FOSAMAX 70 mg compresse
FOSAMAX 70 mg Hebdomadaire, comprimés
FOSAMAX 70 mg één tablet per week
FOSAMAX Semanal 70 mg comprimidos
FOSAMAX Veckotablett 70 mg
FOSAMAX Once Weekly 70 mg Tablets



© Merck Sharp & Dohme Limited 2014. All rights reserved.

The National Osteoporosis Society and the Irish Osteoporosis Society are independent charities not connected with Merck Sharp & Dohme Limited.

For more information about osteoporosis, contact (in UK) The National Osteoporosis Society, Camerton, Bath BA2  0PJ. Telephone (01761) 471771;
Fax (01761) 471104; Helpline 0845 4500230 or (in RoI) The Irish Osteoporosis Society, 33 Pearse Street, Dublin 2, Telephone (01) 6774267.

This leaflet gives you the most important patient information about ‘Fosamax’. If you have any questions after you have read it, ask your doctor or
pharmacist, who will give you further information.


This leaflet was last approved in May 2014


The manufacturer is Merck Sharp & Dohme BV, Waarderweg 39, 2031 BN, Haarlem, Netherlands.
This medicinal product is authorized in the Member States of the EEA under the following names:

The Marketing Authorisation Holder is Merck Sharp & Dohme Limited, Hertford Road, Hoddesdon, Hertfordshire EN11 9BU, United Kingdom.

Marketing Authorisation Holder and Manufacturer

Not all pack sizes may be marketed.

The tablets are supplied in aluminium blisters in cartons in the following pack sizes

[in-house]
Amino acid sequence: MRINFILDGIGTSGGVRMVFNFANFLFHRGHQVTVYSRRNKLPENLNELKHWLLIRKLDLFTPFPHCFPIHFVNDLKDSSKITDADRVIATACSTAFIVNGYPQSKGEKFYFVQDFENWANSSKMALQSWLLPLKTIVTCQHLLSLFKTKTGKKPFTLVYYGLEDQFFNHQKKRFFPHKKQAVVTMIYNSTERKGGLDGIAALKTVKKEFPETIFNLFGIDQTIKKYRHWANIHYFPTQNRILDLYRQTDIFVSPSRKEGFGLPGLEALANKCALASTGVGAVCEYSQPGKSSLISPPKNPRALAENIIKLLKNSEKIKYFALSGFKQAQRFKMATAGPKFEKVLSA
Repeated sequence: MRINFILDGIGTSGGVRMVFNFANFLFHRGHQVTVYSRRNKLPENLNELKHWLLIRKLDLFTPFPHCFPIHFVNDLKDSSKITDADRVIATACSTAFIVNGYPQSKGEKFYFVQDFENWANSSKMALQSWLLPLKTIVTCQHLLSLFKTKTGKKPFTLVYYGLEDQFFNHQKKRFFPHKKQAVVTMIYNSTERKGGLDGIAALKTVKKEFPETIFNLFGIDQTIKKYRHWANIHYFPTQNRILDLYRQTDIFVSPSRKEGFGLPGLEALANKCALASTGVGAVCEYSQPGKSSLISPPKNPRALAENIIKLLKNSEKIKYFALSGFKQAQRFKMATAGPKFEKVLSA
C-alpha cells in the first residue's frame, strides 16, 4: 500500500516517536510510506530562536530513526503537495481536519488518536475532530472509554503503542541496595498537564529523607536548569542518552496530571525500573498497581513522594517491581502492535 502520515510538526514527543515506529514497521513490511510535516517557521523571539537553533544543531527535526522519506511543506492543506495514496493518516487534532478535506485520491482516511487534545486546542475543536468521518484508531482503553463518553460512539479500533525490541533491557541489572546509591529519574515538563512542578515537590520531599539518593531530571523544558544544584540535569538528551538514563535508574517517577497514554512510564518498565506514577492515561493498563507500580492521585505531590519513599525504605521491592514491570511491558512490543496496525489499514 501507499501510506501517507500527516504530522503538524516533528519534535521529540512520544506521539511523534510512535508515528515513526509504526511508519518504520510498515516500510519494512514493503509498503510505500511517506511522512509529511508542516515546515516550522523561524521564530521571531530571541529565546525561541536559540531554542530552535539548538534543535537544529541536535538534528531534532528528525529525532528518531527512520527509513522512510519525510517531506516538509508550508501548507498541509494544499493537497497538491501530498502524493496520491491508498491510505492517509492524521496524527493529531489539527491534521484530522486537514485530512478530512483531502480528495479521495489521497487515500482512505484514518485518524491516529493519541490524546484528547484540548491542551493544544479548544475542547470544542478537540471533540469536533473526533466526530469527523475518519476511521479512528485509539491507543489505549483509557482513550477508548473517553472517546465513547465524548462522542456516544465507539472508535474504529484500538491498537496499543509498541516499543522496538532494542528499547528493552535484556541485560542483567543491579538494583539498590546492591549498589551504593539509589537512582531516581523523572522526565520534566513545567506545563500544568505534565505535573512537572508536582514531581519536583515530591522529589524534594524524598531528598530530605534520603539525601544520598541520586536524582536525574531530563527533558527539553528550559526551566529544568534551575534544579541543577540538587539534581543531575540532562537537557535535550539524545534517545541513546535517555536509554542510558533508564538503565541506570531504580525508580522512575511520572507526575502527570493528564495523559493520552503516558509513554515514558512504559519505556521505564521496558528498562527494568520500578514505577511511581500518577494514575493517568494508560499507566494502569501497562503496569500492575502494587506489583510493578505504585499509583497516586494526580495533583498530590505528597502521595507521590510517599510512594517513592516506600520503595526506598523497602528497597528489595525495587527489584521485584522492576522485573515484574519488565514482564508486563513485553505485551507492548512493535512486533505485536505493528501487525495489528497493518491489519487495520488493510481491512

• 2 tablets (1 blister containing 2 tablets).
• 4 tablets (1 blister containing 4 tablets).
• 8 tablets (2 blisters each containing 4 tablets).
• 12 tablets (3 blisters each containing 4 tablets).
• 40 tablets (10 blisters each containing 4 tablets).

FOSAMAX tablets are available as oval, white tablets marked with an outline of a bone image on one side and ‘31’ on the other.

What FOSAMAX looks like and contents of the pack

Other ingredients
Microcrystalline cellulose (E460), lactose anhydrous, croscarmellose sodium and magnesium stearate (E572).

Active substance
The active substance is alendronate sodium trihydrate. Each tablet contains 70 mg alendronic acid as alendronate sodium trihydrate.


What FOSAMAX contains


Medicines should not be disposed of via wastewater or household waste. Ask your pharmacist how to dispose of medicines no longer required. These
measures will help to protect the environment.

This medicinal product does not require any special storage conditions. Do not remove the tablets from the blister pack until you are ready to take the

Do not use FOSAMAX after the expiry date which is stated on the carton and the blister after EXP. The expiry date refers to the last day of that month.